Eventually, election day arrived. After most of a year of frustration about their political future, Egyptians went to the polls in the tens of thousands to cast their ballots for new members of the government. It was the first of a scheduled three rounds of elections, after which a new parliament will sit and wait for a new president, who will be elected in June 2012.
Ruling the country in the meantime will be the Supreme Council of the Armed Forces, which has been firmly in control since the ouster of former President Hosni Mubarak after decades in power.
The unrest began in the wake of the revolution in nearby Tunisia. Protesters gathered in the thousands in Cairo's Tahrir Square and in other places and cities, speaking out against Mubarak and his authoritarian regime. The crowds were so large day after day and the pressure from outside the country so immense that Mubarak and his government tried to appease the protesters, offering a large number of concessions, including a 15-percent pay increase to public workers. Some party leaders even resigned their posts.
But the crowds only grew larger and more determined to take action. On February 9, workers in the thousands went on strike. Other world leaders echoed the protesters' sentiments, and the Egyptian army did little to dissuade the sometimes massive protests. Mubarak gave up some of his presidential powers, but it wasn't enough. In the end, with few friends left, Mubarak resigned and fled to his seaside chalet.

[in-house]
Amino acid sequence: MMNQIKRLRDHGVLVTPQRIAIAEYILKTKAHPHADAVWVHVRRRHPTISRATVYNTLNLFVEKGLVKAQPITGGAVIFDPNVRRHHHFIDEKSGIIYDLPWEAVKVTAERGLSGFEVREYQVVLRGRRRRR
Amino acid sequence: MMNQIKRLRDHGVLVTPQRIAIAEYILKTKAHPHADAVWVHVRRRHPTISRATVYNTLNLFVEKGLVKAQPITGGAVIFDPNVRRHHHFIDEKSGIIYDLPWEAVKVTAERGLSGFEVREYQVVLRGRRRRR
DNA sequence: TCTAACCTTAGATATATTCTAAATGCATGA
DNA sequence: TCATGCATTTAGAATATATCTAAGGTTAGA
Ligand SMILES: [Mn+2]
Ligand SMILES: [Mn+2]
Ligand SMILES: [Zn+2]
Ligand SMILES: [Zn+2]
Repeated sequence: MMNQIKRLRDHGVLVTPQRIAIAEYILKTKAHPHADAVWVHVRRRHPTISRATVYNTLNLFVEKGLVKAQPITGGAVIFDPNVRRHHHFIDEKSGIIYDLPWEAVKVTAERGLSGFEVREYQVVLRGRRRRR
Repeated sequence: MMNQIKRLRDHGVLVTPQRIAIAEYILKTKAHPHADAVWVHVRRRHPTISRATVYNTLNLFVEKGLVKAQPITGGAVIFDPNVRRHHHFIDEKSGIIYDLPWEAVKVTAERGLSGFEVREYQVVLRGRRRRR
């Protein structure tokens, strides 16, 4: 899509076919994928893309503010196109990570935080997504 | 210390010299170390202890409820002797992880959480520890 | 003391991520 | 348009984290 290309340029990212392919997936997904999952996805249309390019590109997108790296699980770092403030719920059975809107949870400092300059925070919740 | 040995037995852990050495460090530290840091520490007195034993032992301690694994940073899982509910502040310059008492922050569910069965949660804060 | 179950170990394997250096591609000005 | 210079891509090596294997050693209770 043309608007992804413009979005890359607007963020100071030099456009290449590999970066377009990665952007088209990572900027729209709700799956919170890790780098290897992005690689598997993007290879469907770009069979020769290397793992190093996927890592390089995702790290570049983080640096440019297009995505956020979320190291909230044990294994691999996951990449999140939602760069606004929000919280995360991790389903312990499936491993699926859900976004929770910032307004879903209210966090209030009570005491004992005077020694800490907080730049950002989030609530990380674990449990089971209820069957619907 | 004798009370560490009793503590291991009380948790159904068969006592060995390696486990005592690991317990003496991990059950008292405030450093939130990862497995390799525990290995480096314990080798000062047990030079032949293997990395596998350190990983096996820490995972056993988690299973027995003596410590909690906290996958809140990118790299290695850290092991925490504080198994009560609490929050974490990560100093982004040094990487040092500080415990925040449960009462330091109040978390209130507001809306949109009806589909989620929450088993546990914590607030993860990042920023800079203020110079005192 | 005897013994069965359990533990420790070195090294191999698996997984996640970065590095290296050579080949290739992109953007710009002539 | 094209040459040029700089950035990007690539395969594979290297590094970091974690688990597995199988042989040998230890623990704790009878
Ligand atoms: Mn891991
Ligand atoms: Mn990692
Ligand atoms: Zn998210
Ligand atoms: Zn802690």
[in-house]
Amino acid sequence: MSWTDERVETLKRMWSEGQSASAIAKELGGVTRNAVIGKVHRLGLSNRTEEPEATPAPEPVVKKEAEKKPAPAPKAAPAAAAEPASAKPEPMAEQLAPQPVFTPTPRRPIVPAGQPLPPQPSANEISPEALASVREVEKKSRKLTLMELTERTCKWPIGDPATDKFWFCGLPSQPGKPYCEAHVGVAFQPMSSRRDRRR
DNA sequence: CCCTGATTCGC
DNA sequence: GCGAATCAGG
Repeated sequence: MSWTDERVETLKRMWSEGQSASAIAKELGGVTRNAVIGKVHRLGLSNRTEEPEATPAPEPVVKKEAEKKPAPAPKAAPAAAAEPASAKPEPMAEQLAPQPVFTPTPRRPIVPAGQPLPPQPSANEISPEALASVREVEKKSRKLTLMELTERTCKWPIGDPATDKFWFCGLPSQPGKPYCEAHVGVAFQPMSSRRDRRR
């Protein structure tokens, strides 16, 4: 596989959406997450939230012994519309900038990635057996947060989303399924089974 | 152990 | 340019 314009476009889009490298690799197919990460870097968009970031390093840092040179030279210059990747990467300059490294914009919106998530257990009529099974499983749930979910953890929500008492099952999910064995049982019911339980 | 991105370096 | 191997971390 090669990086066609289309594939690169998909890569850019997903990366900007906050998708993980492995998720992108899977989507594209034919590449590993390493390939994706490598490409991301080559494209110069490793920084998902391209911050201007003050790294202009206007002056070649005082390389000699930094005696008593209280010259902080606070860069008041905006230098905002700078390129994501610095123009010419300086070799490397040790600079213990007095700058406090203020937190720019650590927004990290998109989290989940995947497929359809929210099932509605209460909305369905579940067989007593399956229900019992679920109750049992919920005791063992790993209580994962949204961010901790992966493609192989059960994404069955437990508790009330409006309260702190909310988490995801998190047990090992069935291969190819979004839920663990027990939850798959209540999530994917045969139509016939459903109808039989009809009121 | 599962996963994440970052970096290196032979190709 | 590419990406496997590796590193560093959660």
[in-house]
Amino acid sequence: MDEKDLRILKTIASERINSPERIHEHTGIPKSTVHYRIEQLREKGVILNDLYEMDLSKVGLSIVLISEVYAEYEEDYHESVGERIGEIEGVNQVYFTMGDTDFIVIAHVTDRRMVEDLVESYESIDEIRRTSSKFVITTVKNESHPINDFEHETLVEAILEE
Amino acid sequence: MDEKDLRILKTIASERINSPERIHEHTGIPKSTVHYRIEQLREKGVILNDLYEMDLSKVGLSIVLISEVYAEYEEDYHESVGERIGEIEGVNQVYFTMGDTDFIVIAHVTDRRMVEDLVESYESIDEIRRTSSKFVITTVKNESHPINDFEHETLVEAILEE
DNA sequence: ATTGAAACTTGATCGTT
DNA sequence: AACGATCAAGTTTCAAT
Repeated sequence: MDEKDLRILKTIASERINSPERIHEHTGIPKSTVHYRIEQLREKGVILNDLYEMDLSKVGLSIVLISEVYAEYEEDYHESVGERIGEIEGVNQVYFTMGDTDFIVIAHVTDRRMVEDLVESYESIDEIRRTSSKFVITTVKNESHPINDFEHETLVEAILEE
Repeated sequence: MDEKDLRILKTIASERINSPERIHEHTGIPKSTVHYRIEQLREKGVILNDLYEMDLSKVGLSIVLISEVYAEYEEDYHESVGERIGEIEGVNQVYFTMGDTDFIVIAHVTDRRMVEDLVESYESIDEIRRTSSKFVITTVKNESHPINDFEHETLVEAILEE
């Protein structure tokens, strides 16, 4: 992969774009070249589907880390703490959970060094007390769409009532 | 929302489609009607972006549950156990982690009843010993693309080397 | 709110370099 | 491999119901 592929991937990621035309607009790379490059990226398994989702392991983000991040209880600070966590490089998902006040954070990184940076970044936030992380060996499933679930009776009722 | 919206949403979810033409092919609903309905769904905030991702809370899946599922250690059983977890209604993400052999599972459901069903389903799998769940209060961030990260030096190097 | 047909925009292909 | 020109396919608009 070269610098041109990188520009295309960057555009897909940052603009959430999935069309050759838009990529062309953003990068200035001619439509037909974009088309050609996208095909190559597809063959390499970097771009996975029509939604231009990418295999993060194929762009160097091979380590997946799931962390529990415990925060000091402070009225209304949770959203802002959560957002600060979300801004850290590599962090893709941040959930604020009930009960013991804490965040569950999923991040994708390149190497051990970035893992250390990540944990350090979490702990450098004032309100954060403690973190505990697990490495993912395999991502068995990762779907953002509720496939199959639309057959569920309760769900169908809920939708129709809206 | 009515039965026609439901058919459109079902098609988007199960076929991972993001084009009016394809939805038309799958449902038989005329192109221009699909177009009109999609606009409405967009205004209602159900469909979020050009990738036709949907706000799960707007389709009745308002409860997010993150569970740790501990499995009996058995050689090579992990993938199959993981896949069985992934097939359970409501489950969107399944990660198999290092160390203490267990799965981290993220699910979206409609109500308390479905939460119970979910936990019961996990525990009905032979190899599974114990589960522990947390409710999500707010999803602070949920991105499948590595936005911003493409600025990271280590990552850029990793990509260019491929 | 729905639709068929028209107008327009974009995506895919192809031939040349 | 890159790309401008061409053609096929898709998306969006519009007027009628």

Angry at what they saw as the still slow pace of reformer, protesters took to the streets anew, with the result being more clashes with police. The ruling generals issued a statement saying that they would retain their power after elections, which convinced the protesters that what was needed was even more unrest.
The interim government resigned, and the ruling generals, who had just finished announcing a referendum on their power transfer, named yet another interim prime minister, a further cause for alarm in Tahrir Square. The result was more confrontations and more disbelief in the generals' true post-election intentions.